Calmes: GOP, spare us the bothsides-ism when it comes to the Pelosi attack ads
A long time ago, a political operative in Wisconsin made a calculation that paid off in spades: “He thought, you know, that after the 2012 election his work on John Anderson’s election campaign would be the key to the future success of the party. He said that if you take a look at Wisconsin and you look at Pennsylvania, and you really look at the congressional map, and you look at the people and the parties who are going to dominate both houses of the state legislature, both chambers of the state legislature, the governors of both the states, you go back to the beginning,” the operative explained to me, “you can win the House or the Senate. Do you think there’s any way the Democrat Party could have won the House or the Senate in that state? In a state that is the center of the country, the most conservative, the most conservative in the country, the most purple of states?”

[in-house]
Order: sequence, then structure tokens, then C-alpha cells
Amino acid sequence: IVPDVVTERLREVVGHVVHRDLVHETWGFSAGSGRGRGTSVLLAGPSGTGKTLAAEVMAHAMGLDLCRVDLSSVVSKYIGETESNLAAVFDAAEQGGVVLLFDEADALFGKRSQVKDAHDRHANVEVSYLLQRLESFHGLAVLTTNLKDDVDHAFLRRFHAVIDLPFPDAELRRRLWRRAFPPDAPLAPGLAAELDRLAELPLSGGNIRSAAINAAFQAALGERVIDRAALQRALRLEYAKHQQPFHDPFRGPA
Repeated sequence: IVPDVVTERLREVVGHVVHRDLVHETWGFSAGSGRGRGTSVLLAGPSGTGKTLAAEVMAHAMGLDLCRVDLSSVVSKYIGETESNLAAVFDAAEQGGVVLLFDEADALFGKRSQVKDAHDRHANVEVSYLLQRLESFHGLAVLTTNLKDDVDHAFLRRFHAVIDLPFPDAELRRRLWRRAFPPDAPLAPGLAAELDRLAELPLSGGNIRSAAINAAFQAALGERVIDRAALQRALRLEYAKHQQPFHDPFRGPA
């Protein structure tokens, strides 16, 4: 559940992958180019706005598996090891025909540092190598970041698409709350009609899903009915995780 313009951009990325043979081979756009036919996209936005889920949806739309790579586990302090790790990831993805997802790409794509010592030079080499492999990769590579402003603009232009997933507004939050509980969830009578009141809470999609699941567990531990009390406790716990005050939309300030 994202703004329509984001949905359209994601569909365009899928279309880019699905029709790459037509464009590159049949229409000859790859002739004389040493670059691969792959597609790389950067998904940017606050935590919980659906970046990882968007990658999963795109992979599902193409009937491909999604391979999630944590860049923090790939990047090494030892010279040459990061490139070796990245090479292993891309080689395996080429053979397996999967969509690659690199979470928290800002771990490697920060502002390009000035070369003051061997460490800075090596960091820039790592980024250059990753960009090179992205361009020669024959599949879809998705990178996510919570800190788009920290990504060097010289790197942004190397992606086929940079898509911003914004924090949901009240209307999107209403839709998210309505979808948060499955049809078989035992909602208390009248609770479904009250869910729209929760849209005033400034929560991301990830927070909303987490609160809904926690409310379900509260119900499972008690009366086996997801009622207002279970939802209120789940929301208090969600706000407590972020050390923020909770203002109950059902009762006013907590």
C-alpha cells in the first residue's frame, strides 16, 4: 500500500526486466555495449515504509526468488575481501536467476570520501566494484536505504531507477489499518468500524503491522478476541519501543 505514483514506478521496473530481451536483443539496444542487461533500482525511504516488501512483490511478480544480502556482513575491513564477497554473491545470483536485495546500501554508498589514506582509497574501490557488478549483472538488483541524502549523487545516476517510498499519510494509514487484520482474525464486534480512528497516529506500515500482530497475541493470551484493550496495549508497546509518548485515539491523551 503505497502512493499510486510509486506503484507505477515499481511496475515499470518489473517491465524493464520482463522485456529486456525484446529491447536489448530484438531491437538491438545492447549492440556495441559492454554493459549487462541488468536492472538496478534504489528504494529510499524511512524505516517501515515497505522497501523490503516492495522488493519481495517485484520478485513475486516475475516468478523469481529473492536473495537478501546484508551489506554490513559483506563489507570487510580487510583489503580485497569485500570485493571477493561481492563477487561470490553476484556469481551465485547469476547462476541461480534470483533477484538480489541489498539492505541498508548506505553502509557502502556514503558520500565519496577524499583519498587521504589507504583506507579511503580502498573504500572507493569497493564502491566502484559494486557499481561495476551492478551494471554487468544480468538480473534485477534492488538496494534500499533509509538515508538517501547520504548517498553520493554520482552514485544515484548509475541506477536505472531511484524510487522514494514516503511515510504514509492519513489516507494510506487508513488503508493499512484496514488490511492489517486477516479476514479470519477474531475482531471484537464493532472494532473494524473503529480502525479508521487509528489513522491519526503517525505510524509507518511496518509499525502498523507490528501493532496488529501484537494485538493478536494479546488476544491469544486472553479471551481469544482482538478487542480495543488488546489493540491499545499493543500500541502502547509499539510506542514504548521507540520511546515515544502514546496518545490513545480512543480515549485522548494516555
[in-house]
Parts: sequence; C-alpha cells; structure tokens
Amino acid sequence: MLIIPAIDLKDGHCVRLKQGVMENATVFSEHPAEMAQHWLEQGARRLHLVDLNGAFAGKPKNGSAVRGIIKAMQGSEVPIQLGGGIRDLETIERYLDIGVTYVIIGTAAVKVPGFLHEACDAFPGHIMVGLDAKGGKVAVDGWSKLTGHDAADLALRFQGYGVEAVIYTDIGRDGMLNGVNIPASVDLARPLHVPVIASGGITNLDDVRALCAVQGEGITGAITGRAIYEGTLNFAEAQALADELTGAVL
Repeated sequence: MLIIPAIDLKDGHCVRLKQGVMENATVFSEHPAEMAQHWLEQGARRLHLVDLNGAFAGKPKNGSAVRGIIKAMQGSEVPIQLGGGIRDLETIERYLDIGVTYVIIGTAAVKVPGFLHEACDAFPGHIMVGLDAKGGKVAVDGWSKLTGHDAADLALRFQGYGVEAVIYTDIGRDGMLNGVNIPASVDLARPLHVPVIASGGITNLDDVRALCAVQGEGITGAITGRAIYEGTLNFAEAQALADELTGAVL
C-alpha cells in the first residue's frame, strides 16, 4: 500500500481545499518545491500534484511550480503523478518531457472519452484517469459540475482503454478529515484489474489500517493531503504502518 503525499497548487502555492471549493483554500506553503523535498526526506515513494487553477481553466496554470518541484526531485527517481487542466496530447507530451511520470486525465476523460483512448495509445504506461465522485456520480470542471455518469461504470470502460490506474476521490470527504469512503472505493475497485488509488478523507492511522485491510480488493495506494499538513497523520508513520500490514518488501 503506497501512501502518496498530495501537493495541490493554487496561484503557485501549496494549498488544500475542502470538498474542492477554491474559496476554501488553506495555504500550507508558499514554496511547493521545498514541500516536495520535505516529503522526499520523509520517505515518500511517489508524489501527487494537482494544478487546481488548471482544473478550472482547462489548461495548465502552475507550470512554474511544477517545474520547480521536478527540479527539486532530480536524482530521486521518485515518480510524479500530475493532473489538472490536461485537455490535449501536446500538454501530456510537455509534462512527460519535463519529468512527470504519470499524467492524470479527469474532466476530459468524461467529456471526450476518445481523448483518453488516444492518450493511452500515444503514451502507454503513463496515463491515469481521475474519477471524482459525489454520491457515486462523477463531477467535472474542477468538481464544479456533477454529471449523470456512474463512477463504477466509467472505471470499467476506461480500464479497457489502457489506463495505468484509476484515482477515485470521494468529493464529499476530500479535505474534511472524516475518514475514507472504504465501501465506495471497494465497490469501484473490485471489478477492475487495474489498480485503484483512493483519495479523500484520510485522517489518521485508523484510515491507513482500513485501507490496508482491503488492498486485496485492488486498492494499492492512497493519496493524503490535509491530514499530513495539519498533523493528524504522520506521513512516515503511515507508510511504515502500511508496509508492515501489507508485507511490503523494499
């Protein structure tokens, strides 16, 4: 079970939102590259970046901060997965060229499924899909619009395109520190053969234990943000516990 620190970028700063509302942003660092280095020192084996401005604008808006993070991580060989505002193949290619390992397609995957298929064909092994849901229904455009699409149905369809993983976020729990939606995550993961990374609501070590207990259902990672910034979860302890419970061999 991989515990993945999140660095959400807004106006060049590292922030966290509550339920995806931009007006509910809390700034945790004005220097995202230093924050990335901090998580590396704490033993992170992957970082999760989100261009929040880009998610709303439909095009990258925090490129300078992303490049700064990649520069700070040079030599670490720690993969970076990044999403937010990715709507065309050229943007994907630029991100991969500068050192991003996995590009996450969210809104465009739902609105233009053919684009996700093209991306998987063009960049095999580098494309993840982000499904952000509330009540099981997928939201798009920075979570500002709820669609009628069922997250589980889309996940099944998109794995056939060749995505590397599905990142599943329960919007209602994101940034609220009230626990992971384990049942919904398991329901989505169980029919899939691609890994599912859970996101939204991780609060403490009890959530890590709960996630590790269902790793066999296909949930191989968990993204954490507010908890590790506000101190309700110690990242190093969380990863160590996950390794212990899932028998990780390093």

There is no question that the 2016 elections have been the most significant in the history of the modern Republican Party. I would even go so far as to credit the 2016 election as the definitive Republican victory. The 2016 elections have been a tale of two halves: the Democratic Party has been decimated not only in the US Senate. But also in the House.
But even as the Republicans have held on in the Senate, they have been losing in the House. This is a problem not just for the Republicans, but also for the Democrats. Because without the Democrats in the House, it is hard to control government. For example: on an issue that is arguably more important than anything else — healthcare — Democrats control most of Congress by only a 2 to 1 majority. So, when it comes to healthcare, the Republicans have to have someone accountable who can pass bills and have any hope of being able to vote on them. The Democrats lack someone to do that.
And the House is not the only political power center with a shortage